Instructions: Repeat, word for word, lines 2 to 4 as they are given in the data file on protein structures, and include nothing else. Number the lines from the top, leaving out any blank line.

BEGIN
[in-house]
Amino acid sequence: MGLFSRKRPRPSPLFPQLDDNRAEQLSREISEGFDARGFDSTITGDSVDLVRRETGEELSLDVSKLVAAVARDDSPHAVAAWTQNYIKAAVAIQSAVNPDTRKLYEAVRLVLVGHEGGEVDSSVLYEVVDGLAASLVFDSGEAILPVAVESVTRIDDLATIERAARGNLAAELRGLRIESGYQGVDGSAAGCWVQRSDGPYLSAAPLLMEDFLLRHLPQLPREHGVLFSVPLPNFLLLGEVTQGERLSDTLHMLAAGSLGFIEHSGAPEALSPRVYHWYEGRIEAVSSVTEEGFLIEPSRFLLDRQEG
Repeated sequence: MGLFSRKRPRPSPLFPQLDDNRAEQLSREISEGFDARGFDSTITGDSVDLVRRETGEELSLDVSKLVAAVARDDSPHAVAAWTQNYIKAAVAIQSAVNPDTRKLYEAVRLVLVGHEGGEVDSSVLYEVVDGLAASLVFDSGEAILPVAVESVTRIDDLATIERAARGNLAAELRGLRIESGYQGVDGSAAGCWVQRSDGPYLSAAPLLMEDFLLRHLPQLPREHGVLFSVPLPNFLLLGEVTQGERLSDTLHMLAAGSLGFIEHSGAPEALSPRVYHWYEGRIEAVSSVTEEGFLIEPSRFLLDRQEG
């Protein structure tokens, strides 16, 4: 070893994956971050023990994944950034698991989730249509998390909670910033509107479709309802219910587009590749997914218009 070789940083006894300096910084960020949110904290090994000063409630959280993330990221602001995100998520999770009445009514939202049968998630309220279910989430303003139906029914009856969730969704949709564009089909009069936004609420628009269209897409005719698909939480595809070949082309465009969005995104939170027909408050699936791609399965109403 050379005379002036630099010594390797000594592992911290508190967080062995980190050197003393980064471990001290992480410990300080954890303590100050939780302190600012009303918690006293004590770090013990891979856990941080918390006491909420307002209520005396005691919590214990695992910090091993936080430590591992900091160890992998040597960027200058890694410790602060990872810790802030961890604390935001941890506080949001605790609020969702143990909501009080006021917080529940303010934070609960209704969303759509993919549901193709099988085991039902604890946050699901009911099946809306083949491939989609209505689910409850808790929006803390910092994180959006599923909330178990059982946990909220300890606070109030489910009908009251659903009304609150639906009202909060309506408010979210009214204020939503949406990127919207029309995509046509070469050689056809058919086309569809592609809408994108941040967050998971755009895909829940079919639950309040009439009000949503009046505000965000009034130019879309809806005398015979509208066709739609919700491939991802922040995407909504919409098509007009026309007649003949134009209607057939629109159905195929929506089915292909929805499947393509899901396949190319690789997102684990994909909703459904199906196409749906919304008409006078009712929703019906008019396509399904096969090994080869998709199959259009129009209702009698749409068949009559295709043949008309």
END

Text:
Amino acid sequence: MGLFSRKRPRPSPLFPQLDDNRAEQLSREISEGFDARGFDSTITGDSVDLVRRETGEELSLDVSKLVAAVARDDSPHAVAAWTQNYIKAAVAIQSAVNPDTRKLYEAVRLVLVGHEGGEVDSSVLYEVVDGLAASLVFDSGEAILPVAVESVTRIDDLATIERAARGNLAAELRGLRIESGYQGVDGSAAGCWVQRSDGPYLSAAPLLMEDFLLRHLPQLPREHGVLFSVPLPNFLLLGEVTQGERLSDTLHMLAAGSLGFIEHSGAPEALSPRVYHWYEGRIEAVSSVTEEGFLIEPSRFLLDRQEG
Repeated sequence: MGLFSRKRPRPSPLFPQLDDNRAEQLSREISEGFDARGFDSTITGDSVDLVRRETGEELSLDVSKLVAAVARDDSPHAVAAWTQNYIKAAVAIQSAVNPDTRKLYEAVRLVLVGHEGGEVDSSVLYEVVDGLAASLVFDSGEAILPVAVESVTRIDDLATIERAARGNLAAELRGLRIESGYQGVDGSAAGCWVQRSDGPYLSAAPLLMEDFLLRHLPQLPREHGVLFSVPLPNFLLLGEVTQGERLSDTLHMLAAGSLGFIEHSGAPEALSPRVYHWYEGRIEAVSSVTEEGFLIEPSRFLLDRQEG
């Protein structure tokens, strides 16, 4: 070893994956971050023990994944950034698991989730249509998390909670910033509107479709309802219910587009590749997914218009 070789940083006894300096910084960020949110904290090994000063409630959280993330990221602001995100998520999770009445009514939202049968998630309220279910989430303003139906029914009856969730969704949709564009089909009069936004609420628009269209897409005719698909939480595809070949082309465009969005995104939170027909408050699936791609399965109403 050379005379002036630099010594390797000594592992911290508190967080062995980190050197003393980064471990001290992480410990300080954890303590100050939780302190600012009303918690006293004590770090013990891979856990941080918390006491909420307002209520005396005691919590214990695992910090091993936080430590591992900091160890992998040597960027200058890694410790602060990872810790802030961890604390935001941890506080949001605790609020969702143990909501009080006021917080529940303010934070609960209704969303759509993919549901193709099988085991039902604890946050699901009911099946809306083949491939989609209505689910409850808790929006803390910092994180959006599923909330178990059982946990909220300890606070109030489910009908009251659903009304609150639906009202909060309506408010979210009214204020939503949406990127919207029309995509046509070469050689056809058919086309569809592609809408994108941040967050998971755009895909829940079919639950309040009439009000949503009046505000965000009034130019879309809806005398015979509208066709739609919700491939991802922040995407909504919409098509007009026309007649003949134009209607057939629109159905195929929506089915292909929805499947393509899901396949190319690789997102684990994909909703459904199906196409749906919304008409006078009712929703019906008019396509399904096969090994080869998709199959259009129009209702009698749409068949009559295709043949008309």